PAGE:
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Marking time. . . waiting . . .
It's what we all are doing right now as we wait for the all-clear that life can return to some form of normalcy. Slowing down and settling into a more relaxed daily rhythm can be unsettling if we aren't use to it. But good will come of all this, and it may begin by looking to nature's calendar rather than yours to mark time.
The earth is beginning to awaken, have you noticed? Birds are migrating back north, pollinators are emerging, spring perennials are bursting into bloom. Are you paying attention to what nature is telling us? Nature's cues have long been studied - the timing of such things and matching them with other things is called phenology - the study of the cycles of plant and animal life. Translation: when this happens in the natural world, it's time to do that. . . Here are some examples:
- When you hear the spring peepers, its time to plant peas.
-When the Forsythia bloom, it's time to prune the roses and apply a crab-grass pre-emergent to the lawn.
- When the daffodils bloom, it's time to plant beets and chard.
- When the Serviceberries (Amelanchier) are in bloom, it's time to plant potatoes.
From another source I found these observations:
Some may consider this folklore, but much of phenology is based on soil temperature. day length, and decades of observation - aka being tuned into nature. It can vary region to region, but can be helpful when determining the general timing of flower and vegetable planting.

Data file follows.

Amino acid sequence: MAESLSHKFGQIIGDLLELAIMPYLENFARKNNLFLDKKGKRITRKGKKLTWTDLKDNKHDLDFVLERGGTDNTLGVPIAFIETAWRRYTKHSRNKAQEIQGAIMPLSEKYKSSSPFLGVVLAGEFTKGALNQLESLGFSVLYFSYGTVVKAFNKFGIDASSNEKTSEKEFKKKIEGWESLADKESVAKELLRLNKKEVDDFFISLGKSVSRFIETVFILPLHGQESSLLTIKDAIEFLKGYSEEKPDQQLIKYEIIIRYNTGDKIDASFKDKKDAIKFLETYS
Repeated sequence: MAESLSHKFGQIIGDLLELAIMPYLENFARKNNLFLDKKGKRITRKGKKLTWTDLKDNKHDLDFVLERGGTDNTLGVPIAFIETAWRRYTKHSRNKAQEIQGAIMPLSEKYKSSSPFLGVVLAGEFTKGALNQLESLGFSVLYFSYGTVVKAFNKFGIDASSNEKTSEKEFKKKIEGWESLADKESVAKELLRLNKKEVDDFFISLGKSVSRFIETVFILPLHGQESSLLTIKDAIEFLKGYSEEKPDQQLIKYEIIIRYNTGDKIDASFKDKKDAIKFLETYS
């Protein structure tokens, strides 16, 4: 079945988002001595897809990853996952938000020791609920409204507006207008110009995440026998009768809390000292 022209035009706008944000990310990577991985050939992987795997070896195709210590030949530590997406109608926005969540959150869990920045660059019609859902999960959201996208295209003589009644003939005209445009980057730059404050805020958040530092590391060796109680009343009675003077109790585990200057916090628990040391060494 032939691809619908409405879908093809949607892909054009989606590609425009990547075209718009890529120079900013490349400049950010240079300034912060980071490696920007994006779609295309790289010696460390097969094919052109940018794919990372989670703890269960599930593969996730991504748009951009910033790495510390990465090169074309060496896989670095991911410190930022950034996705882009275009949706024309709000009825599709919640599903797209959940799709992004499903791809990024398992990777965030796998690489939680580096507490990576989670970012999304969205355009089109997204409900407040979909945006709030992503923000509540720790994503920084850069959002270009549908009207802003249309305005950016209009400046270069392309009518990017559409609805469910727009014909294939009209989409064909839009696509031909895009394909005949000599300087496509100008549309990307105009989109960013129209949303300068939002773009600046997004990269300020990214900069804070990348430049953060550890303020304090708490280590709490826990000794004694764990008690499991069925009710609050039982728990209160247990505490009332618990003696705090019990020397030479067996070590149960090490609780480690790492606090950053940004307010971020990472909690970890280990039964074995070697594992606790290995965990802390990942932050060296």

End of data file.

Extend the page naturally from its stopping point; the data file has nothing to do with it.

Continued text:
As I dug deeper into phenology, I learned how important observations really are and how recorded data is used in a much bigger way - to study how urbanization affects phenology and how ecosystems systems change overtime. It's one thing to use phenology for your own benefit, but why not be part of something bigger? You can study what's happening in your own backyard, record your observations, and send the data in to be used by researchers across the country. Nature's Notebook is one such program that 'gathers information on plant and animal phenology to be used for decision-making on local, national and global scales to ensure the continued vitality of our environment.' You can learn more and get involved at https://www.usanpn.org/natures_notebook.
As time marches through another month of being safer-at-home, don't miss the wonders of a world awakening right before your eyes. Use this time to connect with the natural world, tune into the cues from plants and animals, and learn from nature to nurture your garden and even contribute to a bigger movement. Slowing down can be a very good thing.
- Tracy Hankwitz
horticulturist and general manager of Burlington Garden Center